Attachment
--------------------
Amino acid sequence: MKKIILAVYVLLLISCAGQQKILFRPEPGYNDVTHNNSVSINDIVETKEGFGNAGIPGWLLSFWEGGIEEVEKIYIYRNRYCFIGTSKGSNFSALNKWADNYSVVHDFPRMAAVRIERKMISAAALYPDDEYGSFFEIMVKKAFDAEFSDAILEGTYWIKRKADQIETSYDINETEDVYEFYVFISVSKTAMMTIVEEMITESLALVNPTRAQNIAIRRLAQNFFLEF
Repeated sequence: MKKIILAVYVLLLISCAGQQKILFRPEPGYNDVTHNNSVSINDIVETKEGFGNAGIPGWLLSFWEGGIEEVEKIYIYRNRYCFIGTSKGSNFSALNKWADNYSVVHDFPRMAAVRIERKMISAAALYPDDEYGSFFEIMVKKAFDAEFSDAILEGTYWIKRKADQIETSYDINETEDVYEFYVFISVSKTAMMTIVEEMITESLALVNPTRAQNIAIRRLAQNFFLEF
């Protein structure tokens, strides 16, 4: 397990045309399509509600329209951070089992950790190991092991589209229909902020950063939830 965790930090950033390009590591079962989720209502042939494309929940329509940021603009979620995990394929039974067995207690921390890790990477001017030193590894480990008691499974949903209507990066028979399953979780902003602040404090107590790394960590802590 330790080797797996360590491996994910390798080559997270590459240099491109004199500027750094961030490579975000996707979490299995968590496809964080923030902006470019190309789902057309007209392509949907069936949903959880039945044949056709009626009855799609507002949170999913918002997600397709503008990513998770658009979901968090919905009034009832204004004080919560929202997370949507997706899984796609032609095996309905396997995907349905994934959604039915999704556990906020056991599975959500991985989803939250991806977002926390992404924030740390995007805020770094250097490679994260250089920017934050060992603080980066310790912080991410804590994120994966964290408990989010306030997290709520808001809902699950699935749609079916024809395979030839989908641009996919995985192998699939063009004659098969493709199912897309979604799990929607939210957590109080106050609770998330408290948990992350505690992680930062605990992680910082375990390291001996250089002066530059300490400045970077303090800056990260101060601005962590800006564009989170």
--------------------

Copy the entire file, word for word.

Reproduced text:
Amino acid sequence: MKKIILAVYVLLLISCAGQQKILFRPEPGYNDVTHNNSVSINDIVETKEGFGNAGIPGWLLSFWEGGIEEVEKIYIYRNRYCFIGTSKGSNFSALNKWADNYSVVHDFPRMAAVRIERKMISAAALYPDDEYGSFFEIMVKKAFDAEFSDAILEGTYWIKRKADQIETSYDINETEDVYEFYVFISVSKTAMMTIVEEMITESLALVNPTRAQNIAIRRLAQNFFLEF
Repeated sequence: MKKIILAVYVLLLISCAGQQKILFRPEPGYNDVTHNNSVSINDIVETKEGFGNAGIPGWLLSFWEGGIEEVEKIYIYRNRYCFIGTSKGSNFSALNKWADNYSVVHDFPRMAAVRIERKMISAAALYPDDEYGSFFEIMVKKAFDAEFSDAILEGTYWIKRKADQIETSYDINETEDVYEFYVFISVSKTAMMTIVEEMITESLALVNPTRAQNIAIRRLAQNFFLEF
């Protein structure tokens, strides 16, 4: 397990045309399509509600329209951070089992950790190991092991589209229909902020950063939830 965790930090950033390009590591079962989720209502042939494309929940329509940021603009979620995990394929039974067995207690921390890790990477001017030193590894480990008691499974949903209507990066028979399953979780902003602040404090107590790394960590802590 330790080797797996360590491996994910390798080559997270590459240099491109004199500027750094961030490579975000996707979490299995968590496809964080923030902006470019190309789902057309007209392509949907069936949903959880039945044949056709009626009855799609507002949170999913918002997600397709503008990513998770658009979901968090919905009034009832204004004080919560929202997370949507997706899984796609032609095996309905396997995907349905994934959604039915999704556990906020056991599975959500991985989803939250991806977002926390992404924030740390995007805020770094250097490679994260250089920017934050060992603080980066310790912080991410804590994120994966964290408990989010306030997290709520808001809902699950699935749609079916024809395979030839989908641009996919995985192998699939063009004659098969493709199912897309979604799990929607939210957590109080106050609770998330408290948990992350505690992680930062605990992680910082375990390291001996250089002066530059300490400045970077303090800056990260101060601005962590800006564009989170």